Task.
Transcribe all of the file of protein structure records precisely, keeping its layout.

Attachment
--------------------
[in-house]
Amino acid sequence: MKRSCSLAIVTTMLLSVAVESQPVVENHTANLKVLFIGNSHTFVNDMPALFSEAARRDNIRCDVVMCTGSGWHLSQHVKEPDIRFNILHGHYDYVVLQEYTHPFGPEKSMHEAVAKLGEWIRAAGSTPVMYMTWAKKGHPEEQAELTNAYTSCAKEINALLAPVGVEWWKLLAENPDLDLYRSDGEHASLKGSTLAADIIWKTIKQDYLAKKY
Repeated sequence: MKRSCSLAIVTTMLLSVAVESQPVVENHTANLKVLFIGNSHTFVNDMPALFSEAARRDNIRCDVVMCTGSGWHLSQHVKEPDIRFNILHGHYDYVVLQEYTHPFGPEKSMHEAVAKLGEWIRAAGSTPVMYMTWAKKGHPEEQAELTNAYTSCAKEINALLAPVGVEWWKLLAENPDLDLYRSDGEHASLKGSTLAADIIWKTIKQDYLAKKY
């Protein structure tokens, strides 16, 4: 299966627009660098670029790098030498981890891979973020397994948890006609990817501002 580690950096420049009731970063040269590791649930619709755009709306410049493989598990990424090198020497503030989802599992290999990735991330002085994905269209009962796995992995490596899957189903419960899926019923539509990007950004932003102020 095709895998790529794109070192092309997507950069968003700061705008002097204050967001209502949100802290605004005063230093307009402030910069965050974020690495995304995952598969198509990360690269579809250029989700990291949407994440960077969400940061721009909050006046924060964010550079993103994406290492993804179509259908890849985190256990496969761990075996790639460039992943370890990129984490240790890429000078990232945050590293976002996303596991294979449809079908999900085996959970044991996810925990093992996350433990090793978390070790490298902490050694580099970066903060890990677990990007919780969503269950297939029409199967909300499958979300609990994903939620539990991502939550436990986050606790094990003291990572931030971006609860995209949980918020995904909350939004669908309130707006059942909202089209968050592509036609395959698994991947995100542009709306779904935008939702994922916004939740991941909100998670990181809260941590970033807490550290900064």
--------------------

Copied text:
[in-house]
Amino acid sequence: MKRSCSLAIVTTMLLSVAVESQPVVENHTANLKVLFIGNSHTFVNDMPALFSEAARRDNIRCDVVMCTGSGWHLSQHVKEPDIRFNILHGHYDYVVLQEYTHPFGPEKSMHEAVAKLGEWIRAAGSTPVMYMTWAKKGHPEEQAELTNAYTSCAKEINALLAPVGVEWWKLLAENPDLDLYRSDGEHASLKGSTLAADIIWKTIKQDYLAKKY
Repeated sequence: MKRSCSLAIVTTMLLSVAVESQPVVENHTANLKVLFIGNSHTFVNDMPALFSEAARRDNIRCDVVMCTGSGWHLSQHVKEPDIRFNILHGHYDYVVLQEYTHPFGPEKSMHEAVAKLGEWIRAAGSTPVMYMTWAKKGHPEEQAELTNAYTSCAKEINALLAPVGVEWWKLLAENPDLDLYRSDGEHASLKGSTLAADIIWKTIKQDYLAKKY
């Protein structure tokens, strides 16, 4: 299966627009660098670029790098030498981890891979973020397994948890006609990817501002 580690950096420049009731970063040269590791649930619709755009709306410049493989598990990424090198020497503030989802599992290999990735991330002085994905269209009962796995992995490596899957189903419960899926019923539509990007950004932003102020 095709895998790529794109070192092309997507950069968003700061705008002097204050967001209502949100802290605004005063230093307009402030910069965050974020690495995304995952598969198509990360690269579809250029989700990291949407994440960077969400940061721009909050006046924060964010550079993103994406290492993804179509259908890849985190256990496969761990075996790639460039992943370890990129984490240790890429000078990232945050590293976002996303596991294979449809079908999900085996959970044991996810925990093992996350433990090793978390070790490298902490050694580099970066903060890990677990990007919780969503269950297939029409199967909300499958979300609990994903939620539990991502939550436990986050606790094990003291990572931030971006609860995209949980918020995904909350939004669908309130707006059942909202089209968050592509036609395959698994991947995100542009709306779904935008939702994922916004939740991941909100998670990181809260941590970033807490550290900064």